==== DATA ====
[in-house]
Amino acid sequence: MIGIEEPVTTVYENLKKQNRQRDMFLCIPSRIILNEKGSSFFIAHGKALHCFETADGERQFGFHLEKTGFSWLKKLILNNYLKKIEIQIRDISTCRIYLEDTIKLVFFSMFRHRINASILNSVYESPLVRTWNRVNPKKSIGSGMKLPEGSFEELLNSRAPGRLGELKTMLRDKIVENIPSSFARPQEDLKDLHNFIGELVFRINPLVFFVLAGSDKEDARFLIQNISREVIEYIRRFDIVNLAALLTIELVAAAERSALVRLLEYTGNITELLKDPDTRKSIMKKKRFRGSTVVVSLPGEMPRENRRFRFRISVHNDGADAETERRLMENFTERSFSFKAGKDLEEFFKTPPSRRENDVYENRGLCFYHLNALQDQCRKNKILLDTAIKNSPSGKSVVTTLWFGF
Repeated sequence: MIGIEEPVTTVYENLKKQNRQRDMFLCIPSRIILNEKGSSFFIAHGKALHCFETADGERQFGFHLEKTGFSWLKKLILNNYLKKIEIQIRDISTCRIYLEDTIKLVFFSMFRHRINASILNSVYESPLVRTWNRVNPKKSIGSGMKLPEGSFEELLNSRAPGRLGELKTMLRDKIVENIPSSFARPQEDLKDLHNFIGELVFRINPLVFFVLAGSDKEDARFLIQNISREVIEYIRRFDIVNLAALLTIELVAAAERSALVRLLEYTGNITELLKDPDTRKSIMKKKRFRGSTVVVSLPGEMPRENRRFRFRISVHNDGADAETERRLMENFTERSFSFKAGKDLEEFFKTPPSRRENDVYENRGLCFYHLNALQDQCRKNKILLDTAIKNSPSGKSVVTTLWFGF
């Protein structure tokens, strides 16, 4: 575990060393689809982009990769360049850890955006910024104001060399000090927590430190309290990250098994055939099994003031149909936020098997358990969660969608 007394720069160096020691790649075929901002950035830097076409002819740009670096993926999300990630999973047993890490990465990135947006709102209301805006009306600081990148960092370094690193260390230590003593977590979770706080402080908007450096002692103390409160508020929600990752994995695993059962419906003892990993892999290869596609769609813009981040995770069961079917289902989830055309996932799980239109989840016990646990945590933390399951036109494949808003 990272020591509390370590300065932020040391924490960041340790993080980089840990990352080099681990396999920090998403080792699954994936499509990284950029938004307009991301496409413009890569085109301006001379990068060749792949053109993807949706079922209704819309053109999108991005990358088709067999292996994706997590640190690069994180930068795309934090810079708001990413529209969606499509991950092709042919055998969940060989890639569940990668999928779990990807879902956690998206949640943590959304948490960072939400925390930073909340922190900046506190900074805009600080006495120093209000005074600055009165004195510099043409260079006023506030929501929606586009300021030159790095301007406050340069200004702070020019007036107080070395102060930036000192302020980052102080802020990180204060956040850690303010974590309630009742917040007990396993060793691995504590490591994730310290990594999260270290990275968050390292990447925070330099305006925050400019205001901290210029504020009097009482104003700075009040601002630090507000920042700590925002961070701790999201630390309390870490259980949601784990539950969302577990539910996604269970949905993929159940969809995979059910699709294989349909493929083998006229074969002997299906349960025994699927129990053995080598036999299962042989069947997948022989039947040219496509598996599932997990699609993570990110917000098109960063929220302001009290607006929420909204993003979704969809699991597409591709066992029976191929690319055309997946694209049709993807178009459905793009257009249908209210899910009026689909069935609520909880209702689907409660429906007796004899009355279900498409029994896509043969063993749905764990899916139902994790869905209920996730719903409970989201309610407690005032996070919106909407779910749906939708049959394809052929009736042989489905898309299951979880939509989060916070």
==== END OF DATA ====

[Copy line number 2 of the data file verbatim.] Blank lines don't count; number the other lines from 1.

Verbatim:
Amino acid sequence: MIGIEEPVTTVYENLKKQNRQRDMFLCIPSRIILNEKGSSFFIAHGKALHCFETADGERQFGFHLEKTGFSWLKKLILNNYLKKIEIQIRDISTCRIYLEDTIKLVFFSMFRHRINASILNSVYESPLVRTWNRVNPKKSIGSGMKLPEGSFEELLNSRAPGRLGELKTMLRDKIVENIPSSFARPQEDLKDLHNFIGELVFRINPLVFFVLAGSDKEDARFLIQNISREVIEYIRRFDIVNLAALLTIELVAAAERSALVRLLEYTGNITELLKDPDTRKSIMKKKRFRGSTVVVSLPGEMPRENRRFRFRISVHNDGADAETERRLMENFTERSFSFKAGKDLEEFFKTPPSRRENDVYENRGLCFYHLNALQDQCRKNKILLDTAIKNSPSGKSVVTTLWFGF